He also had strong words to say about this book and its author. ‘What a joke, shows what an idiot [Carl] Fellstrom is ... my Gracie could have wrote a better book. Worst of all though, than Fellstrom himself, was all the gossipers, the people who believed it. Anyone who knows me knows I would never have done any of the shit Fellstrom wrote about ... Anyone who believed it, fuck ’em, rats, I’d love anyone to have the balls to say it to my face. Cowards all chatting shit with a hooter full of Columbian ha ha. Still I suppose it gave the mugs something to chat about.’

In the later years of his criminal life, it was true that Colin Gunn played less of a direct role in the terror that was visited upon his enemies; instead he directed others to do it. But as the judge at the Stirlands’ murder trial, Mr Justice Treacy, put it, ‘To your gang, your word was law. You would, I am sure, do the same thing all over again if it suited your book.’

Gunn was particularly incensed by the implication that he had been helpful to some police officers and he published letters from Nottinghamshire Police that stated categorically that he had never been registered as an informant with them. He failed to mention the informal and covert meetings he had had with police officers, stretching over a number of years, in which he had sought to manipulate the criminal justice system to his own advantage, with some degree of success. During 2002, a detective constable under surveillance by Nottinghamshire’s anti-corruption unit was seen meeting with Colin Gunn several times. The officer was subsequently questioned under caution but was never charged with any offence.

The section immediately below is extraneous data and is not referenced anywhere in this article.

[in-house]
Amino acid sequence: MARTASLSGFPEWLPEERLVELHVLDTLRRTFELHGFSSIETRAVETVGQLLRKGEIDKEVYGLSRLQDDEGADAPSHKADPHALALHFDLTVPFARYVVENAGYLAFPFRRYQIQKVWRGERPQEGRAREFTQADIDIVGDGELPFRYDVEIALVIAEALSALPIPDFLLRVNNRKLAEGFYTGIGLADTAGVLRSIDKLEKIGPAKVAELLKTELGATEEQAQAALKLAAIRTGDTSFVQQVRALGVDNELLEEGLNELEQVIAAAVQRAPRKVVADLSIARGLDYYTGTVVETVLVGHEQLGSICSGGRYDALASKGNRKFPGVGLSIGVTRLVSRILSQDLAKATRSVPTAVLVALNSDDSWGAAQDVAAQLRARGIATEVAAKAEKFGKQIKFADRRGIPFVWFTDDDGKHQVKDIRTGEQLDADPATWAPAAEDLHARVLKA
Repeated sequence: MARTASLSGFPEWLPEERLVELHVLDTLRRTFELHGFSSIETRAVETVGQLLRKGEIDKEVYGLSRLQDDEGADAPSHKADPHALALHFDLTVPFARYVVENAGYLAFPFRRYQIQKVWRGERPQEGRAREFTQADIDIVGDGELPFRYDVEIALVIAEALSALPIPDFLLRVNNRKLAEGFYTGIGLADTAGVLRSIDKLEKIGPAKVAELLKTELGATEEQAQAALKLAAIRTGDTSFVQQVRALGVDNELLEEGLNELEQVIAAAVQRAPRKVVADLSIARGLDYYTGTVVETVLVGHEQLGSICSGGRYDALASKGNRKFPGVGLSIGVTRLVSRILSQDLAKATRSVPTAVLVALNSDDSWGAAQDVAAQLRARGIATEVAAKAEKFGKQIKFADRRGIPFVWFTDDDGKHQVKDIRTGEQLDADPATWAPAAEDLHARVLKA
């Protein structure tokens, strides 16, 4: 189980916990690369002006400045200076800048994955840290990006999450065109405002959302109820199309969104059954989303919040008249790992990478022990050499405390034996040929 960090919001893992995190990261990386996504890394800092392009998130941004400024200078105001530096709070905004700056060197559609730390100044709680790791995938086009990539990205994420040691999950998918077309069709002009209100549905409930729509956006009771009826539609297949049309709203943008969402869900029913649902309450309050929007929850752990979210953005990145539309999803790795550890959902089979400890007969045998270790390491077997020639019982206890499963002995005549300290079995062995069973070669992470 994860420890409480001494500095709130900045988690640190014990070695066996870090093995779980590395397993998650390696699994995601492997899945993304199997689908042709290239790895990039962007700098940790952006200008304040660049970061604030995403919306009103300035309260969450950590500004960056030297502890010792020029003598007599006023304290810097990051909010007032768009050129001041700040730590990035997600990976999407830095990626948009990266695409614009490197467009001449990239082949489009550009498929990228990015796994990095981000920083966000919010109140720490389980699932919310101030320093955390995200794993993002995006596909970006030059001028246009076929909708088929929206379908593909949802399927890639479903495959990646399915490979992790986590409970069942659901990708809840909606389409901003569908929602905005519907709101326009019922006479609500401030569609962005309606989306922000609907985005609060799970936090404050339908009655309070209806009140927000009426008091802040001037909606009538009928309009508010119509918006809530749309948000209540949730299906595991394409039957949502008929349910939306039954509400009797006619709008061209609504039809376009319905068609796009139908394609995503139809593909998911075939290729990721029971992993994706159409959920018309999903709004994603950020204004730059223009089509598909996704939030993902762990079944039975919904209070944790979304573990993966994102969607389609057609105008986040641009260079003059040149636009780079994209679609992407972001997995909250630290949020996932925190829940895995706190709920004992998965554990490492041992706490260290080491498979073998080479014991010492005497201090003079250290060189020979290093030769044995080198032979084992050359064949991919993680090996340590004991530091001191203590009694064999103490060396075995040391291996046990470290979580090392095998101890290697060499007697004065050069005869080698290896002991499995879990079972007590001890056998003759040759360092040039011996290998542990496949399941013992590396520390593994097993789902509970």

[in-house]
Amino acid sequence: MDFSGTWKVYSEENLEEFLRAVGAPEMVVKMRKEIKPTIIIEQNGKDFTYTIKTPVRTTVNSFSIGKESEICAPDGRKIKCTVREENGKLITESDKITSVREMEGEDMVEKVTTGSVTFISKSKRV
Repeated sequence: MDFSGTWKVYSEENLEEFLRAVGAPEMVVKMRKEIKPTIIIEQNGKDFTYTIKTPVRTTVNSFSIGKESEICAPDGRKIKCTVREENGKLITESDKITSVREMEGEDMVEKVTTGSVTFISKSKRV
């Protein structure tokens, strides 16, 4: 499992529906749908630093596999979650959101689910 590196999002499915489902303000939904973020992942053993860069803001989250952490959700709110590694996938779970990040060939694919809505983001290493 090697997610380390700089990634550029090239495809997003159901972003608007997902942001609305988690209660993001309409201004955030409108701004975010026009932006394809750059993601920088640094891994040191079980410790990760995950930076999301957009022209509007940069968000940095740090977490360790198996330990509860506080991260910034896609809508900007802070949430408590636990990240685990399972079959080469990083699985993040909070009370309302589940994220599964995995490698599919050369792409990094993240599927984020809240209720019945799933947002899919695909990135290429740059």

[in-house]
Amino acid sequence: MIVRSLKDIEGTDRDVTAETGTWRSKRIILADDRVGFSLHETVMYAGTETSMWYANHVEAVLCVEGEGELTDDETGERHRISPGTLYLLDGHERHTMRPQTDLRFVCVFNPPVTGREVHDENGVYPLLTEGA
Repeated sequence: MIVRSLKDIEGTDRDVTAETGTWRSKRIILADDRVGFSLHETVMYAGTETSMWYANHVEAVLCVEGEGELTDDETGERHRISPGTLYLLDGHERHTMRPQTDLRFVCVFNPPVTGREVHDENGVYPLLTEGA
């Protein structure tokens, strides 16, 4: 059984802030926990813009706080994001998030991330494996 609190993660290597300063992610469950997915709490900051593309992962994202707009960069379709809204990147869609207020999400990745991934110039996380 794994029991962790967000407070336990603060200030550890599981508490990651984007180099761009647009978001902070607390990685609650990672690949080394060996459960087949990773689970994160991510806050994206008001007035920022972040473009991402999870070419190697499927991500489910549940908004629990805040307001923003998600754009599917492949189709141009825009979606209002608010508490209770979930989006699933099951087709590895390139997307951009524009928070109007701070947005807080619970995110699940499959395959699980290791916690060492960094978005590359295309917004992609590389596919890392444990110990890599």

By Christmas 2009, Gunn’s Facebook page was live and would become, in the opinion of the authorities, dangerous. He accumulated more than five hundred Facebook ‘friends’ in just a few weeks and posted on a regular basis. This was achieved by receiving the hard copy of messages sent to his Facebook page from friends on visits or through the post. He would then write out the messages to be copied back onto the site as replies. However, it did appear the speed of the replies indicated in some cases he was replying directly back onto the site and not using intermediaries. In one case he was replying to Michael McNee, who was at HMP Frankland in Durham and, at this point, certainly had access to a mobile phone to send out messages on Facebook. In one exchange between the two men on 13 December 2009, McNee, who was using the name Riley McNee, wrote to Colin, ‘Yes my pal ... hope ur cool chin up chest out. U just remember who the best lukin 1 from Bestwood is (ur the second one bro lol) love ya mate tricky xx.’ McNee even used Facebook to end a relationship with one girl and begin a new one with a young woman who changed her surname to his within the space of a few weeks.